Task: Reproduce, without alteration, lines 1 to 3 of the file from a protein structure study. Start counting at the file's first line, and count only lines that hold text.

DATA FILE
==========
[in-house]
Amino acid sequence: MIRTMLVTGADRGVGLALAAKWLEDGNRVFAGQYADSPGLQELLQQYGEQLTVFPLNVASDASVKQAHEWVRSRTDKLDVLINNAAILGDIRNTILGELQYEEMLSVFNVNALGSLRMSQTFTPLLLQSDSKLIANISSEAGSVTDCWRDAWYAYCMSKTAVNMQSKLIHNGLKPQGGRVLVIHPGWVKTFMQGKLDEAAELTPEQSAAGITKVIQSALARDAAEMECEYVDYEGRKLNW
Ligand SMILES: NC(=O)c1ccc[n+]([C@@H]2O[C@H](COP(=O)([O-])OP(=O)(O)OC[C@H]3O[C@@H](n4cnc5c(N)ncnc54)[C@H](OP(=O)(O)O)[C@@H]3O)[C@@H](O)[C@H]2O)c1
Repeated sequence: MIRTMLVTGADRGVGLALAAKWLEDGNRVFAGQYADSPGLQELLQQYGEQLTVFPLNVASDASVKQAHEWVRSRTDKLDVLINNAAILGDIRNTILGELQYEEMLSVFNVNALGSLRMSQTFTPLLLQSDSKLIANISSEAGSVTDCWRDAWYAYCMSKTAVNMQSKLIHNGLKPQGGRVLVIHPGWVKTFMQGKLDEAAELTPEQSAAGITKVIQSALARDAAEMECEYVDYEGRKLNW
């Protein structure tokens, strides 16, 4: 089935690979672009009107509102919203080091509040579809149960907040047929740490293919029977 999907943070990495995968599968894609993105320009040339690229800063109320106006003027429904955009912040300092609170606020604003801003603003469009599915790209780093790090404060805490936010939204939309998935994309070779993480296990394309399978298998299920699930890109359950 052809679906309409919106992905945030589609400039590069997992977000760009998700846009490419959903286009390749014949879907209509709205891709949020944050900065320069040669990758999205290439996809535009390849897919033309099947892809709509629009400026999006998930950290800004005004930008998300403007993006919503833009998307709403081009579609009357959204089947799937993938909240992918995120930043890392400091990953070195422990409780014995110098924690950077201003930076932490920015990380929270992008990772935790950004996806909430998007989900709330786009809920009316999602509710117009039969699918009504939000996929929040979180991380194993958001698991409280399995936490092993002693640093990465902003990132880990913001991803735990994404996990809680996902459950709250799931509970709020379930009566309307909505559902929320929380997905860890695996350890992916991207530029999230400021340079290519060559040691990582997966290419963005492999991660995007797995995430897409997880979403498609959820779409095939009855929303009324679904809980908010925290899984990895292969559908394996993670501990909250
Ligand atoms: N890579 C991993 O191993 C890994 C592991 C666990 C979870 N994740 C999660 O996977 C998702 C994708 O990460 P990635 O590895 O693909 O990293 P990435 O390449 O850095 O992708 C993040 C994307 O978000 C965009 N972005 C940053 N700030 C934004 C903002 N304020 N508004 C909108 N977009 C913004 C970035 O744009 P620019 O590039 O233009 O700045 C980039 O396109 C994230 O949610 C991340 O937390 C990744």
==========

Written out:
[in-house]
Amino acid sequence: MIRTMLVTGADRGVGLALAAKWLEDGNRVFAGQYADSPGLQELLQQYGEQLTVFPLNVASDASVKQAHEWVRSRTDKLDVLINNAAILGDIRNTILGELQYEEMLSVFNVNALGSLRMSQTFTPLLLQSDSKLIANISSEAGSVTDCWRDAWYAYCMSKTAVNMQSKLIHNGLKPQGGRVLVIHPGWVKTFMQGKLDEAAELTPEQSAAGITKVIQSALARDAAEMECEYVDYEGRKLNW
Ligand SMILES: NC(=O)c1ccc[n+]([C@@H]2O[C@H](COP(=O)([O-])OP(=O)(O)OC[C@H]3O[C@@H](n4cnc5c(N)ncnc54)[C@H](OP(=O)(O)O)[C@@H]3O)[C@@H](O)[C@H]2O)c1